If just because there’s something exciting about proving yourself wrong every now and then, I’m trying to watch a bunch of recent series that I’ve snubbed or otherwise ignored in past. This all started when, on a whim, I began watching the kendo anime Bamboo Blade and felt stupid for ignoring it for so long.
Ga-Rei -Zero- is another amongst those I’d passed over in recent years, and, well, it’s a violent story about monsters and stuff, too! If nothing else, I knew I’d get to see some weird creatures breathing fire and crushing people underfoot!
Having now seen the whole lot, though, I will freely admit that it’s also quite good, let down only by the occasional lapses into weak humour and illogical, frustrating angst. It’s the kind of show where the lead character, Kagura, is forced to kill her demoniacally possessed (now-cannibal) school nurse, only to be guilt-tripped by her dumb class-mates for having done the deed, the very same weepy girls the school nurse had been trying to bash to death just seconds earlier. It’s also a show where Norio Wakamoto is voicing one of his non- Mechazawa funny characters and, sadly, isn’t very funny at all.
Alas, I’m only complaining because, as a whole, Ga-Rei -Zero- is like Natsume Yuujinchou’s evil twin. At the centre of both are characters in contact with the ‘spirit world’, but where Natsume’s spirits are fundamentally well meaning (if just a little misunderstood,) Ga-Rei -Zero-’s are snarling, fanged hell-beasts. As is evident in the first two episodes in particular, the show takes no prisoners; characters are painfully maimed or outright murdered, many of them good guys trying to do the right thing but just in way over their heads.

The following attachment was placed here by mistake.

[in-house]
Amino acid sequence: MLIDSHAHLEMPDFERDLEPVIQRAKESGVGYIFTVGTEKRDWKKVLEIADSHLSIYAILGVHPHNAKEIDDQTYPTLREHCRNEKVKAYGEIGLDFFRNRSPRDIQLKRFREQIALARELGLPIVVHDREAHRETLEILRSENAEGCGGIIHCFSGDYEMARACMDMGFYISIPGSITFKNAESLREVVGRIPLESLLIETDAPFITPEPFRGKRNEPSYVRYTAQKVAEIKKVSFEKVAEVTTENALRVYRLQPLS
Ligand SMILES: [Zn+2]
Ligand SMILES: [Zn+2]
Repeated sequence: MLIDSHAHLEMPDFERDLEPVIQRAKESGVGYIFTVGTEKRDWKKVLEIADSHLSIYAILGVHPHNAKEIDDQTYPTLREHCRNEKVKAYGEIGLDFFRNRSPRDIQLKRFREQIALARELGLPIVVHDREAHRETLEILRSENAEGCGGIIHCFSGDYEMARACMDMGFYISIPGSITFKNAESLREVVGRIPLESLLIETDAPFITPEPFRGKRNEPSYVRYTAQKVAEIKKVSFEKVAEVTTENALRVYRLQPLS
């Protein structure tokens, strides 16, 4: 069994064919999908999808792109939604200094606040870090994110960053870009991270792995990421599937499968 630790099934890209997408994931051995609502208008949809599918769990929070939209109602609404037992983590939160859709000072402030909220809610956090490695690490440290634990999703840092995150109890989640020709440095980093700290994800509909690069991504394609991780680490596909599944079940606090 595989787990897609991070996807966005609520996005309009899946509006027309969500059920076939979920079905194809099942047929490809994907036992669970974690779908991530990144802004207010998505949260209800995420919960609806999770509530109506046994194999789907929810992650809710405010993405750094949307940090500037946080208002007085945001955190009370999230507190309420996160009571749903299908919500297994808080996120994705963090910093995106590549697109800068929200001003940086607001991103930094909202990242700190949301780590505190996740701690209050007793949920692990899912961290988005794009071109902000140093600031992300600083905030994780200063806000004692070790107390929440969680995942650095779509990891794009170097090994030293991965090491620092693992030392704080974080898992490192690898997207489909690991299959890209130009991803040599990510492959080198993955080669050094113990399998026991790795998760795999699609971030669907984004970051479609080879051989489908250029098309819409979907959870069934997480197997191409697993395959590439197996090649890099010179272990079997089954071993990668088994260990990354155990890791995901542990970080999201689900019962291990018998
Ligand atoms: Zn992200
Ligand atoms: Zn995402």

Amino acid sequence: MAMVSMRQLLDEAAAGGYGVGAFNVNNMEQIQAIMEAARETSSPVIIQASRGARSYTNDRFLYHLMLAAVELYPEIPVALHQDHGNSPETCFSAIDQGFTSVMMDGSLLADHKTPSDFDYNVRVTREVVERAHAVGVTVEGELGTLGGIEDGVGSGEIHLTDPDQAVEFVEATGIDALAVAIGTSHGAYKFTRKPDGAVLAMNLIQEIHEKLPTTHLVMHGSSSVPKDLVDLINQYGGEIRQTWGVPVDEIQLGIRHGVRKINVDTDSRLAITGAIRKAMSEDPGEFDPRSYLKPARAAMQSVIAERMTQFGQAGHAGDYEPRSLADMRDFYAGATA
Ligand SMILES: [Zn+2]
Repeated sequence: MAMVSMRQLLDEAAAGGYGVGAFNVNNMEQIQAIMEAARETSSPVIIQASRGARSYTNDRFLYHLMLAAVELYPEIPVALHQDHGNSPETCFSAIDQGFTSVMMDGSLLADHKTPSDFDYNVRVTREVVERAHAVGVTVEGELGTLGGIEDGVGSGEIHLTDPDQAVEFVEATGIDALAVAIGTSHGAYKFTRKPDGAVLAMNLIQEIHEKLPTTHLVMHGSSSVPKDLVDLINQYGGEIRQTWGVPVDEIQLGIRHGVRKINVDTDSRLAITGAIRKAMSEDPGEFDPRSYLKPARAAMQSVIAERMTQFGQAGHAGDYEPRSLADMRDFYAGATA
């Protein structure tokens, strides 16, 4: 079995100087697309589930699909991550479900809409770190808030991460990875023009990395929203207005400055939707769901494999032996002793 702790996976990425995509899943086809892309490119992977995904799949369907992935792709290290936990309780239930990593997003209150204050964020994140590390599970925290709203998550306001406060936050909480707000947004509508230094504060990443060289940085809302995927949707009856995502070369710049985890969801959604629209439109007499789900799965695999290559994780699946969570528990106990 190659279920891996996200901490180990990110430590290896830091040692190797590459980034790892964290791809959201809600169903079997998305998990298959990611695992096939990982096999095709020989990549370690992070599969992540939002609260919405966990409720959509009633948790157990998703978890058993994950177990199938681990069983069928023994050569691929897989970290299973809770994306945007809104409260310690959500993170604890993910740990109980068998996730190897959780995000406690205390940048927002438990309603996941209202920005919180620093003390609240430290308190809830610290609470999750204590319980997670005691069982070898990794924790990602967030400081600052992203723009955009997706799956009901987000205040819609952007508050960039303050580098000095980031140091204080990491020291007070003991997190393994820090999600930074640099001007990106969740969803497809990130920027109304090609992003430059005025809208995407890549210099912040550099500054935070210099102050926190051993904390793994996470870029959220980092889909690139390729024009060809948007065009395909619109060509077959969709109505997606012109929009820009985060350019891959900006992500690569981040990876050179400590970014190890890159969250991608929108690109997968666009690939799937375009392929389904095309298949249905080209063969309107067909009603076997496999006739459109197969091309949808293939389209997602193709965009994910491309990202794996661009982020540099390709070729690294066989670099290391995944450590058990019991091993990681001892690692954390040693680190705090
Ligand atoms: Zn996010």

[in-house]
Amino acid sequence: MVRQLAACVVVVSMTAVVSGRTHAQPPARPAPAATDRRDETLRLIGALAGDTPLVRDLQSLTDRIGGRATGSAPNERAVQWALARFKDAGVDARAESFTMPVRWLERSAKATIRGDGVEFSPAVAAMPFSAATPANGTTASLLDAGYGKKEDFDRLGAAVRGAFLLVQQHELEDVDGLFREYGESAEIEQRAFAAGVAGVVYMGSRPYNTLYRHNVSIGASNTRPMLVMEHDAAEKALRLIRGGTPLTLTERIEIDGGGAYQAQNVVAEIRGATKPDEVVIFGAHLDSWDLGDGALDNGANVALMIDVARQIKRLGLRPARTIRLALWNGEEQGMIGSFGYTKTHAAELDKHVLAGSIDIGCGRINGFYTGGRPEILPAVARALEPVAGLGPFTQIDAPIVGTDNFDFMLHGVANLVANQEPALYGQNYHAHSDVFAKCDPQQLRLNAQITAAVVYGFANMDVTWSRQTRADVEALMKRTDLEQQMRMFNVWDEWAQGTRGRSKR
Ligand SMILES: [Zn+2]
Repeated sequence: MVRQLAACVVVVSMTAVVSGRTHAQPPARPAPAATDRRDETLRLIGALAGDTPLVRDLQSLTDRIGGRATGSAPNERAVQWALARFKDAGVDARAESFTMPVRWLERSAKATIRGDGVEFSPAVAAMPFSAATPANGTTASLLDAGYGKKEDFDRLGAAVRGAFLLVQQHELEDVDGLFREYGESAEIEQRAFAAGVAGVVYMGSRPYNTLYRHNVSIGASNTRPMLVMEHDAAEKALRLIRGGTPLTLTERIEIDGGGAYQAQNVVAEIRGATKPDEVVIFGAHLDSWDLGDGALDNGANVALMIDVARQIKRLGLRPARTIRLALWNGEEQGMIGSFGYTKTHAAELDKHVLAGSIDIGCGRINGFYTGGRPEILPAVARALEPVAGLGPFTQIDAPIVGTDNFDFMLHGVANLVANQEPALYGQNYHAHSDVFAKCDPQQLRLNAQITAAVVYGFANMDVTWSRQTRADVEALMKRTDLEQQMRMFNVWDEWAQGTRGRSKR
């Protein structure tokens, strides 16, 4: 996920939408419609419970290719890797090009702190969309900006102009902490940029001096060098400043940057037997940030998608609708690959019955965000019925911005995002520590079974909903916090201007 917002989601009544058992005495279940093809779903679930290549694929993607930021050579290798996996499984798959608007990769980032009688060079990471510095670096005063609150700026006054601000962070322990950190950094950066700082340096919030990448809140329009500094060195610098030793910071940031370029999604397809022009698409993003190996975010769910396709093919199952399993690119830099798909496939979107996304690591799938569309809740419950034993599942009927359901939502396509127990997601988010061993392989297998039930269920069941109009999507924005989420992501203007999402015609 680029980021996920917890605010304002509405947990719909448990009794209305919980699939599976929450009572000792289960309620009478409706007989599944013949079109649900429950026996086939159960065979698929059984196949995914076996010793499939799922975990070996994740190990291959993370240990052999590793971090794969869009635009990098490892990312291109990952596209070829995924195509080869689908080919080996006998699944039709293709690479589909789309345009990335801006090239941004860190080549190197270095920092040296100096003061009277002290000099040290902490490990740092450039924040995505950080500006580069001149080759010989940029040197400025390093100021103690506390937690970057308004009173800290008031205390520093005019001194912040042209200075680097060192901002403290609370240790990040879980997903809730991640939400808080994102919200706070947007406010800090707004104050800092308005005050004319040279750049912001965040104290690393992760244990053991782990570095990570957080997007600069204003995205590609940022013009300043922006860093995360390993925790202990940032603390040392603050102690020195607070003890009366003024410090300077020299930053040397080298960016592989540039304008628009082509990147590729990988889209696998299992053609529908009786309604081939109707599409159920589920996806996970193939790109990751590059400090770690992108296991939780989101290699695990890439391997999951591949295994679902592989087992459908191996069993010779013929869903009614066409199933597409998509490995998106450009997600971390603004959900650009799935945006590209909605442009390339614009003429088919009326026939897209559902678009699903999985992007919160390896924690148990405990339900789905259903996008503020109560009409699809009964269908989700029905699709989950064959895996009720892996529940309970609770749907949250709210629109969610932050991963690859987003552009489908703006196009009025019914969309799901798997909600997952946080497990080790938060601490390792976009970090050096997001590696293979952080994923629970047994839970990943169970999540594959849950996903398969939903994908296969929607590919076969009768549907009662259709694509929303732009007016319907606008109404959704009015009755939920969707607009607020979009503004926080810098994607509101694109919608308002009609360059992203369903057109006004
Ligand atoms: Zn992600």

At its best, Ga-Rei -Zero- is completely unpredictable. Swords are mechanically propelled through the air, as the gradual fall of Yomi, the series’ truest villain, culminates in a number of deliciously cold, over the top face-offs versus dear fiancés and best friends (no sympathy is spared.) The craziest of all has to be when (a recently-turned-evil) Yomi fights her wheel-chair bound chief, the wheels spiked and zooming around at a crazy rate of knots; one of her legs, it emerges, is prosthetic and sheaths a machine gun (attached to the stump, of course.) I’ll admit it, I laughed.
It’s a series at its most infectious and fun when chaos abounds and heads roll, so much so that it’s a shame when it inevitably slows down and delves into episode long bouts of guilty consciences and high-school hijinks (all in the name of ‘character development’ (yawn,)) but with only 12 episodes to spare, that’s hardly enough to ruin what is an exciting and bloody spectacle.